The fermentable carbohydrate is preferably selected from dextrose, sucrose, fructose, lactose, maltose and other sugars suitable for inclusion in food products and combinations thereof, with dextrose being preferred.
The edible acidulant is selected from glucano-δ-lactone, lactic, malic, citric, acetic, isoascorbic, adipic, tartaric, sorbic acid and mixtures thereof. It is also preferred that the amount of ground meat to the amount of acidulant ratio is between 0.1 to 1.5:99.9 to 98.5 percent by weight, more preferably the amount of ground meat to the amount of acidulant ratio is between 0.5 to 1:99.5 to 99 percent by weight.
The bacterial culture releases lactic acid upon metabolism of the sugars within the meat admixture. In the exemplary embodiment, the bacterial culture is selected from Lactobacillus plantarum, Lactobacillus Bavarious, Lactobacillus Curvatus and Lactobacillus Sake.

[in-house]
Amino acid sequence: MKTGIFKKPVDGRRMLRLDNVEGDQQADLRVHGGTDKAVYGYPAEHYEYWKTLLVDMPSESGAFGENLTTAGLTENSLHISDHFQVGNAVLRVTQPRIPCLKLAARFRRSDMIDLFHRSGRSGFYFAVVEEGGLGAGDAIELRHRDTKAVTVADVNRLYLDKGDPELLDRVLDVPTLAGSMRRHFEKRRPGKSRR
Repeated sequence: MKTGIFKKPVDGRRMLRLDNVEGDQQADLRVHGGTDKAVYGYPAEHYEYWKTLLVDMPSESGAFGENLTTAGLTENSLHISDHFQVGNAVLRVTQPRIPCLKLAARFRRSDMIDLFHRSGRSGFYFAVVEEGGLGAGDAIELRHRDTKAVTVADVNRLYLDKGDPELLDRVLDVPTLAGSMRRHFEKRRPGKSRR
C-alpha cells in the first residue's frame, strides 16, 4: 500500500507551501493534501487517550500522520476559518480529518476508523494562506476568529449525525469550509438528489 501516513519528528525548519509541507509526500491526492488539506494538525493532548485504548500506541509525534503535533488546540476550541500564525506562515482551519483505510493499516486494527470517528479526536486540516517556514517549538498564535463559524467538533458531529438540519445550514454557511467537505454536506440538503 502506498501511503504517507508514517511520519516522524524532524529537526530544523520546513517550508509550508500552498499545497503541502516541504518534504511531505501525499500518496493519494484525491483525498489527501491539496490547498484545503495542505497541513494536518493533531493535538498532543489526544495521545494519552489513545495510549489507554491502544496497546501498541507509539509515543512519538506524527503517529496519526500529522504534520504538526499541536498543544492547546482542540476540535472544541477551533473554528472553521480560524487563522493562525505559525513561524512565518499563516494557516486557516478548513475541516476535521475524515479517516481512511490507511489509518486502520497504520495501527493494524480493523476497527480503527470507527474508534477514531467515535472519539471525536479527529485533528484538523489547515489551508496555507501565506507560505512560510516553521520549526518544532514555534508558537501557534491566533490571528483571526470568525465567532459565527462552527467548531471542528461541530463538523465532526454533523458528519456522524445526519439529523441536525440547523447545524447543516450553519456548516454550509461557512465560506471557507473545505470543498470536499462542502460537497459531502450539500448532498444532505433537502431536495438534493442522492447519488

Without being bound to any particular reasoning as to why the use of the combination of acidulant and bacterial culture in this manner produces such surprising results it is thought to be because of the following reasons.
Meat mixtures have significant buffering capacity that aid in negating the effects of adding acid prior to actually seeing a decrease in the pH of the mixture. The use of an acid to take the mixture “through” the buffering capacity of the meat is therefore useful in speeding up the process of the invention. However, the acidulant is not used during the whole process because of the historical problems of fast acidulation, namely the negative effect seen on the texture of the meat product arising because of the rapid denaturation of the meat protein. This rapid denaturation prevents the proteins from binding to each other to achieve the desired textural matrix that one normally associates with conventionally fermented meat products.